Yet, migrants have kept protesting against ill-treatment, human rights abuses, and the general social and political situation — on a daily basis in rather imperceptible ways in their co-ethnic networks and communities as well as on a publically visible level. Afghan refugees had a protest against their exclusion from the UNHCR system with a public hunger strike for weeks in 2014 (Speri 2014); and a self-organization of unaccompanied minors got such a public outreach at least in Istanbul for a time that they rose awareness about their specific case; moreover, there were hunger strikes in different removal centers and campaigns against police brutality and racial profiling. Dozens of solidarity groups, networks, social centers, and human rights-NGOs and mostly religious based relief organizations were founded in the last couple of years addressing especially the situation of the millions of Syrians. In this regard, for a small period of time one could also observe in Turkey the emergence of something like a welcome practice on a grass root level as well as new social-political subjectivities being formulated around the question of solidarity with the movements of migration as Fırat Genç and H. Pınar Şenoğuz hint at in this issue.
In this Issue
In this volume, we present twelve contributions including papers, interviews, discussions, and an art contribution, which address the above questions from different methodological and disciplinary perspectives.
Relying on their previous and recent multi-sited ethnographic projects on (transit) migration in Turkey, Gerda Heck and Sabine Hess show that Turkey’s emerging border regime is a very hybrid figuration in which different intersecting layers, scales, interests, and actors do not produce a linear process. A closer look at migrants’ complex itineraries and their feeling of being entrapped in Turkey demonstrates that the deceleration of migrant movements is not only influenced by the EU-Turkey deal, but also by Turkey’s own dynamics regarding its asylum system, its regional political aspirations, and other Middle Eastern political dynamics. Finally, Heck and Hess argue that, contrary to the expectations of the EU policy-makers, the externalization politics ironically opened up further space for maneuvers of the Turkish government.
Elif Sarı and Cemile Gizem Dinçer disclose the positions of different actors currently involved in migration/asylum governance in Turkey and assess how institutional and procedural changes towards standardizing and systematizing the processes as well as civilianizing the migration/asylum ›management‹ work out in practice. Sarı and Dinçer argue that the ongoing dual asylum procedures create a »fragmented configuration of the transnational asylum regime,« which has so far worked with the mentality of »mak[ing] it up as you go along« (kervan yolda düzülür). According to them, this is giving rise to improvisation, unpredictability, and irregularity in which refugees still occupy ambivalent spaces in-between national and international bodies of law. They also demonstrate that the ongoing state of emergency has further heightened the securitization of migration and asylum matters.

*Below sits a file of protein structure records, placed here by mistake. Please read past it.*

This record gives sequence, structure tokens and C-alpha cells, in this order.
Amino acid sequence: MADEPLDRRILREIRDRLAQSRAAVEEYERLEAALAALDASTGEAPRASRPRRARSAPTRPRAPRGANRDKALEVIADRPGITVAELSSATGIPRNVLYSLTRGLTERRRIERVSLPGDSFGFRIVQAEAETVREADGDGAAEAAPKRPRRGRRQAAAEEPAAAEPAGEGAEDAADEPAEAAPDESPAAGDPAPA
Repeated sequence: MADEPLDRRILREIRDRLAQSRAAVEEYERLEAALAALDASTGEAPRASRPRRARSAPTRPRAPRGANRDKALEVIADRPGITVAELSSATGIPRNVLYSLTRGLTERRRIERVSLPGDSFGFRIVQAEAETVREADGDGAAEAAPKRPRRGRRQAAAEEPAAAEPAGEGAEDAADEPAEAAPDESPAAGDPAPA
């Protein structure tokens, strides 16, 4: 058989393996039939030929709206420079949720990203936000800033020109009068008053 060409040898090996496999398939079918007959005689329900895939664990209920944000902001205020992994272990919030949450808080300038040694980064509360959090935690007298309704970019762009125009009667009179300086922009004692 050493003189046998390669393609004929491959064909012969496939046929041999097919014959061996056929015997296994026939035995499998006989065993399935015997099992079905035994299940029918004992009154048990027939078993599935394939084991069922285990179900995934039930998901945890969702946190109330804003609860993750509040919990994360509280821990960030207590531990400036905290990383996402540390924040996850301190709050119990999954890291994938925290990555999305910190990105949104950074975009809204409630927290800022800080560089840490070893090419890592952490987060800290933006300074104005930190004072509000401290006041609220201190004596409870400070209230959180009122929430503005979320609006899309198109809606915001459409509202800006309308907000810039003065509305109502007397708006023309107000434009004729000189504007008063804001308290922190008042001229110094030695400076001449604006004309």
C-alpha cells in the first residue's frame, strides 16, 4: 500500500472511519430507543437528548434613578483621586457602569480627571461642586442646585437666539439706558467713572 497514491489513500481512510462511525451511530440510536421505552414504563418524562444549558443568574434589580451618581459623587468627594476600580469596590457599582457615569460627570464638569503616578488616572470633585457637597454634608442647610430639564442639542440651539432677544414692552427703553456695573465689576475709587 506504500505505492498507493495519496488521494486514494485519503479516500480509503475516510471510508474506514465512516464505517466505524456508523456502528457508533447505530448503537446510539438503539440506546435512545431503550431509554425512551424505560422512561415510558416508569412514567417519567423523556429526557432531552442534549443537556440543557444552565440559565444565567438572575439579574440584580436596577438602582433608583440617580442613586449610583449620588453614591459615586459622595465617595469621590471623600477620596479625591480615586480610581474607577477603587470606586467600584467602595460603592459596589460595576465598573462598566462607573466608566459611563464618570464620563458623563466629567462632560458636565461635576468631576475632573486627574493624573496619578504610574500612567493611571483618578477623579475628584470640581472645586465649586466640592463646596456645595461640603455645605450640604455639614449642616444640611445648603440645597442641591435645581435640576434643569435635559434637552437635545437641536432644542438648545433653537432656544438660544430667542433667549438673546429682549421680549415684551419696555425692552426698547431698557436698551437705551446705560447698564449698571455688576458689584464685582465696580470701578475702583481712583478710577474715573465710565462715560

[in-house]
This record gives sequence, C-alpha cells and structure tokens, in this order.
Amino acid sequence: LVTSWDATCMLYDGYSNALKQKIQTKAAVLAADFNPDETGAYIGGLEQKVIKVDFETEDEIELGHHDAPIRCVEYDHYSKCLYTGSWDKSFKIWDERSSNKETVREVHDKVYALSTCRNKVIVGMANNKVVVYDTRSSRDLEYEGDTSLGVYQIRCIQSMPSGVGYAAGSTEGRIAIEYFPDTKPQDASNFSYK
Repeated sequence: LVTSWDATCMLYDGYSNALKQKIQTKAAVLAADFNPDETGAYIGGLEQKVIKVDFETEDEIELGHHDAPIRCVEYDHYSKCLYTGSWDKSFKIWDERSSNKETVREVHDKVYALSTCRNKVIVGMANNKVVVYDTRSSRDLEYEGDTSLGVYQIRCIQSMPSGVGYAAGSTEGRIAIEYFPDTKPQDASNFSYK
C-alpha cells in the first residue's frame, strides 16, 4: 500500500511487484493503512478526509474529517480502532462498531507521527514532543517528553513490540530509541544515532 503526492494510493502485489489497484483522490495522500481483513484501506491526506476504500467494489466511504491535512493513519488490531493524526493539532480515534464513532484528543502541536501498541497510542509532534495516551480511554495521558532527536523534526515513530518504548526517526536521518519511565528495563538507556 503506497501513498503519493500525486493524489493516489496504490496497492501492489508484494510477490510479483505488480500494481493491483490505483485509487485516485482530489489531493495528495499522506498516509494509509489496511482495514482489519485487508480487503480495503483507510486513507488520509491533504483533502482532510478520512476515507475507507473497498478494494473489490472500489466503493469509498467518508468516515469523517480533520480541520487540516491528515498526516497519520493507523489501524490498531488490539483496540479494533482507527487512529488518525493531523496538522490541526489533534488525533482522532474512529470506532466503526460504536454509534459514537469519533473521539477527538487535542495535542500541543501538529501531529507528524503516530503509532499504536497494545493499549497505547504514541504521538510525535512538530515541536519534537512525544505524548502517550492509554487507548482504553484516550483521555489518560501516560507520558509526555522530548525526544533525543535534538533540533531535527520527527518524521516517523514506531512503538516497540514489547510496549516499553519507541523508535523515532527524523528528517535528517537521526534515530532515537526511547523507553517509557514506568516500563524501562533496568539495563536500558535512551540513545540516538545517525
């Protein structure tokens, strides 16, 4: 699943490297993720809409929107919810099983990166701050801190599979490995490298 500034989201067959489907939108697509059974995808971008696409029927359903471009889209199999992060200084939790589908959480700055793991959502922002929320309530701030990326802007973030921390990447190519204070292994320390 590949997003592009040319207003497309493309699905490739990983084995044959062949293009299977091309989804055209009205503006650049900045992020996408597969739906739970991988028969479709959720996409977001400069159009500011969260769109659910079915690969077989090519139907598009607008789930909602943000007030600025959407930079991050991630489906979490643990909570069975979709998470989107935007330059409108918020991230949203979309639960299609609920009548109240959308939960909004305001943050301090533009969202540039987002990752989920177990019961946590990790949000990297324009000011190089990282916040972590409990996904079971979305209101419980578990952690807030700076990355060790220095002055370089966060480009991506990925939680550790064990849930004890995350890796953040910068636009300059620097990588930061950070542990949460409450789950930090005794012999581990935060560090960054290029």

Feyzi Baban, Suzan Ilcan, and Kim Rygiel examine in their contribution the insecurities Syrians face in urban centers in Turkey as a consequence of the ambiguous subject position that has been forced upon them. The latter, they state, is a result of border politics at the national level through Turkey’s temporary protection regime, while at the regional level it is consolidated through the EU-Turkey deal. The authors argue that such border politics aim at stripping Syrian refugees of their political subjectivity and ability to claim rights under the international refugee protection regime by reconstituting Syrians — and indeed the figure of the refugee — »as objects of humanitarian assistance, rather than political agents with rights.«